Some filmmakers like to challenge themselves and keep viewers on their toes, but others are at their most content staying in a precise lane delivering exactly what audiences are expecting. Roland Emmerich is one of the latter, and while he’s deviated on occasion his bread and butter is big, loud, CG-heavy nonsense — Stargate (1994), Independence Day (1996), The Day After Tomorrow (2004), 10,000 BC (2008), 2012 (2009), Independence Day: Resurgence (2016), to name a few. His latest continues that trend of epic, disaster-themed silliness, and while its ending may not ultimately reveal the moon to be filled with cheese, Moonfall itself most definitely is. And that is no criticism…
A routine spacewalk in 2011 ends in tragedy when a mysterious, metallic-black swarm kills a member of the team and endangers the Space Shuttle. NASA blames and fires astronaut Brian Harper (Patrick Wilson) for screwing the pooch after a third astronaut, Jocinda Fowl (Halle Berry), was knocked unconscious during the incident. Ten years later the two old friends are brought together again when the moon’s orbit — something that’s remained unchanged for hundreds of thousands of years — begins to shift. It’s circling closer to Earth, and in two short weeks, it will enter the planet’s atmosphere leading to gravity waves (?), earthquakes, and shards of moon crashing into the Earth’s surface. That will not be ideal, but luckily Harper, Fowl, and podcaster KC Houseman (John Bradley) have a plan to stop it.
Moonfall sits among the dumbest of the dumb when it comes to disaster films, and it’s gleefully proud of it. Every stupid beat, and there are many, is chased by something even more incredulous, and you can almost hear Emmerich tittering to himself just out of frame. He and his co-writers — Harald Kloser (who also co-composed the film’s score) and Spenser Cohen — know exactly what they’re doing here, for better and worse, and what they’re doing is giving viewers cinematic comfort food in a time when the real world has grown far too serious. It’s lacking in protein and high in sugar, but this kind of sincere goofiness can be good for you all the same.
Our protagonists are introduced, their family troubles are made clear, and then *wham!* the moon is tearing up the Earth. At just over two hours, Moonfall is among Emmerich’s shorter epics, but while it can feel rushed at times no one’s going to be complaining. We’ve barely seen the US government made aware of the issue before they’ve left the picture — literally, as we’re told everyone’s just taking off for higher ground leaving a barebones crew at NASA to save the day. Those numbers drop even further, and it’s soon clear that the issue is probably due less to a Swiss cheese script than it is to filming during the time of covid.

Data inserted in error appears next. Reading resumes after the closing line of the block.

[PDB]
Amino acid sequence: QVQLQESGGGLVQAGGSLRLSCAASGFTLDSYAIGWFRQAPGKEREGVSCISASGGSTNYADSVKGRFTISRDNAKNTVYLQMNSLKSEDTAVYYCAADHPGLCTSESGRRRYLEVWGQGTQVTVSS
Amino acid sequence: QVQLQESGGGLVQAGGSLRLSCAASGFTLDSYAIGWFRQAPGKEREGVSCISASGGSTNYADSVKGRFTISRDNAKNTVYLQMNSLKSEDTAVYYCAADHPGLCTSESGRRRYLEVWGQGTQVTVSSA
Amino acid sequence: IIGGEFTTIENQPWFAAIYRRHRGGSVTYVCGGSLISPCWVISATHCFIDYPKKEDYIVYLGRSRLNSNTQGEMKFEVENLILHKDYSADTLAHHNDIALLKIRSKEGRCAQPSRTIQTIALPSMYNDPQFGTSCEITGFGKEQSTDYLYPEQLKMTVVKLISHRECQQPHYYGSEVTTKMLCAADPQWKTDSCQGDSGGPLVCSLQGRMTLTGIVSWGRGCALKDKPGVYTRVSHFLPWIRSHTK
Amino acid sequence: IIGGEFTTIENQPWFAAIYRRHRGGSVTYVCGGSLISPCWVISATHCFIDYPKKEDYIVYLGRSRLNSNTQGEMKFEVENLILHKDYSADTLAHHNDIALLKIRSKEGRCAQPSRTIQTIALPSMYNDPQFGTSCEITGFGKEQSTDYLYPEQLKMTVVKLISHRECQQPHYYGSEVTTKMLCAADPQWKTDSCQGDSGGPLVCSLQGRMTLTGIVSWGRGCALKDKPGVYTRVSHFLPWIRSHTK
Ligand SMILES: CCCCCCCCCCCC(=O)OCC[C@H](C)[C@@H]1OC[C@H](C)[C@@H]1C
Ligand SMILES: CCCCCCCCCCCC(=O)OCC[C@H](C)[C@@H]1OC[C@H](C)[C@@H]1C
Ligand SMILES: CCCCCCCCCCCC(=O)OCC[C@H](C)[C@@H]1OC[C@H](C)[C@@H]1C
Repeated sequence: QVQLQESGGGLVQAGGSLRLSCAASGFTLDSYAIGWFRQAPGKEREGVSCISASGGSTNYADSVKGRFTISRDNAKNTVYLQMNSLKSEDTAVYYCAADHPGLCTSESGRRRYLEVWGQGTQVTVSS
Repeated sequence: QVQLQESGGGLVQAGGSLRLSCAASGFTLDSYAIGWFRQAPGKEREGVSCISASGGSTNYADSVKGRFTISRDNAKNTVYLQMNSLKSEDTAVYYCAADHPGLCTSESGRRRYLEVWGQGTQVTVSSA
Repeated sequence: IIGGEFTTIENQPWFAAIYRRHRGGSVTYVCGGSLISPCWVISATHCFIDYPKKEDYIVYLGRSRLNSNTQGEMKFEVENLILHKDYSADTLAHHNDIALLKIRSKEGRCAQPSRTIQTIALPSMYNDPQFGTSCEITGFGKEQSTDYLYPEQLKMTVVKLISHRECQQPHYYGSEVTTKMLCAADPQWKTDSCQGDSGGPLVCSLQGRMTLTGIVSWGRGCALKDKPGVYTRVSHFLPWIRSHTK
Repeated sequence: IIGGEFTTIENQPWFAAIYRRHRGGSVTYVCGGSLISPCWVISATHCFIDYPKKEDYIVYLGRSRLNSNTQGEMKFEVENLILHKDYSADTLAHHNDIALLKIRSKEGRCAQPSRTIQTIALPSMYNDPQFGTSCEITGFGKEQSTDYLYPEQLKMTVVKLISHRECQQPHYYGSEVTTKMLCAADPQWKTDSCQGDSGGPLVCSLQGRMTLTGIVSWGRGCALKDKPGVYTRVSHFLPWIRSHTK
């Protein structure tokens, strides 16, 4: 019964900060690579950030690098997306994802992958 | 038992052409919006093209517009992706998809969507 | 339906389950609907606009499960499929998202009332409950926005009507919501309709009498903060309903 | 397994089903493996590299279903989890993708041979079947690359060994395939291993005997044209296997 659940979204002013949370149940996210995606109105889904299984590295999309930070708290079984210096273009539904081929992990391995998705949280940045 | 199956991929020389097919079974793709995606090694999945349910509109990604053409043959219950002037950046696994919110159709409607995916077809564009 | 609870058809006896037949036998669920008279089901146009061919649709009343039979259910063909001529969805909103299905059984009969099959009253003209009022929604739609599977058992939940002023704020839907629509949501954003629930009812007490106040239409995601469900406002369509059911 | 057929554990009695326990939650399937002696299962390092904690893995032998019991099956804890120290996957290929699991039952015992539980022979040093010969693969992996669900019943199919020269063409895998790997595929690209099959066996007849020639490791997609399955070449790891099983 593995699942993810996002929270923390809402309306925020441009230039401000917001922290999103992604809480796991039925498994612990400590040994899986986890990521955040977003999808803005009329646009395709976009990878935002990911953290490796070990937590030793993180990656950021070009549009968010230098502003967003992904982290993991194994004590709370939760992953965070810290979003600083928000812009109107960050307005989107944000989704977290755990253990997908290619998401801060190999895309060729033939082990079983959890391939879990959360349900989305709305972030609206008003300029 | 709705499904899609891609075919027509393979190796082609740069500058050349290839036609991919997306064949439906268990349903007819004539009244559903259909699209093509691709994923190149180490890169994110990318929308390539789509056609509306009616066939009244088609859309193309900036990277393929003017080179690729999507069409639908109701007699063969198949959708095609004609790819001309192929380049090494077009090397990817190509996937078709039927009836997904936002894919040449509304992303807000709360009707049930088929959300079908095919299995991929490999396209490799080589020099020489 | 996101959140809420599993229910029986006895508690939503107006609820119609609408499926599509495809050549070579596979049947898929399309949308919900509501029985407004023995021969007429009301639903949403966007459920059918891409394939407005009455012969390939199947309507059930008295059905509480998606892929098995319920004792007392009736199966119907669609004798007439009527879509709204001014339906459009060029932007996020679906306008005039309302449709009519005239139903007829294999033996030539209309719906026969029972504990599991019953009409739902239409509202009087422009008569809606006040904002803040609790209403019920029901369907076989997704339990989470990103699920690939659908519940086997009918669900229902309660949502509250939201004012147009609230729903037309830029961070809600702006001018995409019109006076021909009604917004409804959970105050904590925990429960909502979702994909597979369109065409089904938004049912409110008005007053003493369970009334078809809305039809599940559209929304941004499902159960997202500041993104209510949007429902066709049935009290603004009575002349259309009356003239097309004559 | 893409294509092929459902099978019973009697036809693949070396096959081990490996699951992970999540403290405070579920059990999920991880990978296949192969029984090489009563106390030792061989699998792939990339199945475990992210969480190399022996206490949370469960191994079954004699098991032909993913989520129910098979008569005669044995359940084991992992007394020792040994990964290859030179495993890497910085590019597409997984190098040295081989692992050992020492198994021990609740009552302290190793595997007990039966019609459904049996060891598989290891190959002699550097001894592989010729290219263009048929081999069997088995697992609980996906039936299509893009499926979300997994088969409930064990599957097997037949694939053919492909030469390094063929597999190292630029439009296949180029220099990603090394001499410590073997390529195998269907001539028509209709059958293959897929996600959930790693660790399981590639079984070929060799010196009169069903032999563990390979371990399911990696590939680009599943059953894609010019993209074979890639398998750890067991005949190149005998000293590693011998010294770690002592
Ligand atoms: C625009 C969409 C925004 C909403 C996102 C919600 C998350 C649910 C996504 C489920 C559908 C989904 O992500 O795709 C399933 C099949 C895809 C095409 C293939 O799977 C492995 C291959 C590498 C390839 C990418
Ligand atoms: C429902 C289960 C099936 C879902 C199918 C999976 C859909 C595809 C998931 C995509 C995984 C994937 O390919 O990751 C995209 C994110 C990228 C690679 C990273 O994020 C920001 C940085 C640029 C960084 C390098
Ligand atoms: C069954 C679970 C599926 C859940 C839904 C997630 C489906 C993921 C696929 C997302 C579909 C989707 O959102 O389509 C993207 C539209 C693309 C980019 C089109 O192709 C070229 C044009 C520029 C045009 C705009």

This may just be the most sparsely populated disaster film since Art Carney’s one-man show, Mount St. Helens & Me (1981), as we’re stuck almost entirely with three small groups of people. We don’t get a single shot of panicked masses and instead only see these small pocket groups dealing with the fallout. Of course, Emmerich still delivers some large-scale CG destruction shots of cities bombarded with moon chunks and tidal waves crashing through a coastal community, but their digital paintings are devoid of life. The desolation is a bit weird, but it’s made worse (and potentially offensive) by the inclusion of news footage purportedly from Bangladesh showing actual people swept away by flooding.
The CG usage is heavy in Moonfall, as is expected, but while the large-scale mayhem looks both impressive and cool — the moon actually scrapes the Earth at one point, and while it’s absolutely insanely dumb it’s also pretty awesome to see — other effects shots suffer. Most specifically, the abundance of digital mattes and sound stages stand out like ugly thumbs and only serve to remind viewers how small this supposed epic actually is. To be clear, I’m not referring to shots like the one above showing actual action beats, I’m talking about backgrounds during dialogue scenes purported to be on a launchpad or mountainside. It just looks bad.
Thankfully, this is an Emmerich joint meaning the visuals are only half the fun. Moonfall cribs from the best with beats clearly inspired by The Terminator, The Abyss, and others as the story grows from silly to inane, and while its Elon Musk love is disturbing and its “Karen” joke already outdated there’s still plenty to have fun with here. Our heroes outrunning an earthquake in a Jeep to the point of using shifting plates as ramps? Check. An ensemble whose fate is obvious from the moment Emmerich lays out their family connections? Check. Gobbledygook about intergalactic megastructures, panspermia, and ancient alien ancestors? Check check check.
The cast knows exactly what they’re doing here with Wilson in particular just nailing the casually fed-up hero role and Bradley bringing the same nervous geekery he brought to Game of Thrones. Berry is clearly thinking about funding her next directorial effort, and you really can’t fault her, while Michael Peña tries on a more serious persona even as you expect him to start cracking wise at every turn. It’s a choice. Donald Sutherland even rolls into frame from the shadows at one point only to roll away again one minute later never to be seen again. Sure, why not?
Add Moonfall to the list of other disaster movies that entertain with zero pretenses on actual smarts or suspense. It’s a list heavily populated by Emmerich’s filmography, but it also includes the likes of Geostorm, Skyfire, and San Andreas. The world is a disaster right now, and sometimes you just want to sit back and enjoy a wholly fictional one unfolding instead. You can always count on Emmerich to scratch that particular itch.
Related Topics: Moonfall